Attorney General Holder now calls for a review of all Stand Your Ground laws, reasoning that they “senselessly expand the concept of self-defense and sow dangerous conflict in our neighborhoods.” He might be interested to know that, in Florida, blacks account for approximately 34% of all cases where SYG was invoked (even thought blacks represent only 17% of the population of the state), and blacks have successfully used that defense 55% of the time, a higher rate than white defendants.

Speaking to the White House press corps a week after the Zimmerman verdict, Obama said that “Trayvon Martin could have been me 35 years ago.” Considering that Obama was raised in Asia and Hawaii, went to elite private schools, and generally lived a life of privilege, it would appear that the only thing he has in common with Trayvon is brown skin and a penchant for smoking marijuana.

George Zimmerman rescues trapped driver

George Zimmerman

A little more than a week after being aquitted in the shooting death of Trayvon Martin, George Zimmerman is back in the news because of his efforts to help rescue someone from an overturned truck last week in Florida:

George Zimmerman, who has been in hiding since he was acquitted of murder in the death of Trayvon Martin, emerged to help rescue someone who was trapped in an overturned truck, police said today.

Sanford Police Department Capt. Jim McAuliffe told ABC News that Zimmerman “pulled an individual from a truck that had rolled over” at the intersection of a Florida highway last week. Florida Highway Patrol is now handling the case, McAuliffe said.

The crash occurred at the intersection of I-4 and route 417, police said. The crash site is less than a mile from where he shot Martin.

This comes just days after President Barack Obama weighed in on the shooting and trial, which further fanned the flames of racial divide in its aftermath, and protests throughout the country against the verdict. Despite being found vindicated in the eyes of the judicial system, Zimmerman continues to receive death threats, according to ABC News, and has to wear a bulletproof vest in public.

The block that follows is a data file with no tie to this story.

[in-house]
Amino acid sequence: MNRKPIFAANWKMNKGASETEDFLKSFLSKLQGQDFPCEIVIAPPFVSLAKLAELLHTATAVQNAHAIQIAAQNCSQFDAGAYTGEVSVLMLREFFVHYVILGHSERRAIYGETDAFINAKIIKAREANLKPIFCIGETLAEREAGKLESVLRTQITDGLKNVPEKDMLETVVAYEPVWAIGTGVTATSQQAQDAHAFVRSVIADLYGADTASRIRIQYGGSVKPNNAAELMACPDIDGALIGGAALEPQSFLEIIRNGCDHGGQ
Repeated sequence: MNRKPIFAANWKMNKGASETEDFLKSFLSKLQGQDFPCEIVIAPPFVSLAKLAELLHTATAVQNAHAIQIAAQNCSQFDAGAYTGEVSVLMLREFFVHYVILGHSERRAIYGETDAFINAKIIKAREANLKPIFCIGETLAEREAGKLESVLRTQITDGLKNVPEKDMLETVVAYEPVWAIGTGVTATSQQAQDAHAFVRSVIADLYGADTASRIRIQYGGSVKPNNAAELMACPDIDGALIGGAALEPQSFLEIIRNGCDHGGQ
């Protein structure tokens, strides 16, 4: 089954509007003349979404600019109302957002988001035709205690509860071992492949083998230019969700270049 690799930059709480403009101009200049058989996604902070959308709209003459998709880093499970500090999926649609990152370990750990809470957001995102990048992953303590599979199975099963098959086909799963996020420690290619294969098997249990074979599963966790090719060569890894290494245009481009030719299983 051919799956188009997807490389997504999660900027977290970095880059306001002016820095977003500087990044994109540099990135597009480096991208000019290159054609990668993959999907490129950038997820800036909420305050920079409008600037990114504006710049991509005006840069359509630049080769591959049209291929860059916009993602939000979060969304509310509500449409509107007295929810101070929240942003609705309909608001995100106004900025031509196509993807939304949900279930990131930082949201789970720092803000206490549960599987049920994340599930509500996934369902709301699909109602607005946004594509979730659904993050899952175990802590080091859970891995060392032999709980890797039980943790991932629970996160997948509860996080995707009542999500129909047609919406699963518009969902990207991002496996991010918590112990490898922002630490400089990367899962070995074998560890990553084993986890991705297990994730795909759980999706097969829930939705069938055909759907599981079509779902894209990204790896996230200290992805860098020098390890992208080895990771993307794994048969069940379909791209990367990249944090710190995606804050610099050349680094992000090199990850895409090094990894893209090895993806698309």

Holder Calls for Repeal of ‘Stand Your Ground’ Laws

One of many issues that has come under fire since the start of the whole George Zimmerman/Trayvon Martin drama has been “Stand Your Ground” laws.  To many, they were the root of Martin’s death.

Zimmerman’s acquittal has clearly done nothing to change this.

Yesterday, Attorney General Eric Holder threw his own opinions into the ring.

“Separate and apart from the case that has drawn the nation’s attention,” Holder said of the Zimmerman case, “it’s time to question laws that senselessly expand the concept of self-defense and sow dangerous conflict in our neighborhoods. These laws try to fix something that was never broken. There has always been a legal defense for using deadly force if – and the ‘if’ is important – no safe retreat is available.”

Holder said the law has “victimized too many people.”

“By allowing and perhaps encouraging violent situations to escalate in public, such laws undermine public safety,” Holder continued. “The list of resulting tragedies is long and – unfortunately – has victimized too many who are innocent. It is our collective obligation – we must stand our ground – to ensure that our laws reduce violence, and take a hard look at laws that contribute to more violence than they prevent.”

First, I’d like to point out something to Mr. Holder.  “Stand Your Ground” laws only apply to actual cases of self defense.  His desire that you or I should have to try to get away from a criminal before being able to defend ourselves will not save innocent lives.  No, it will further empower criminals who will then know that they can have their way after you retreat.

Reasoned perspective on George Zimmerman verdict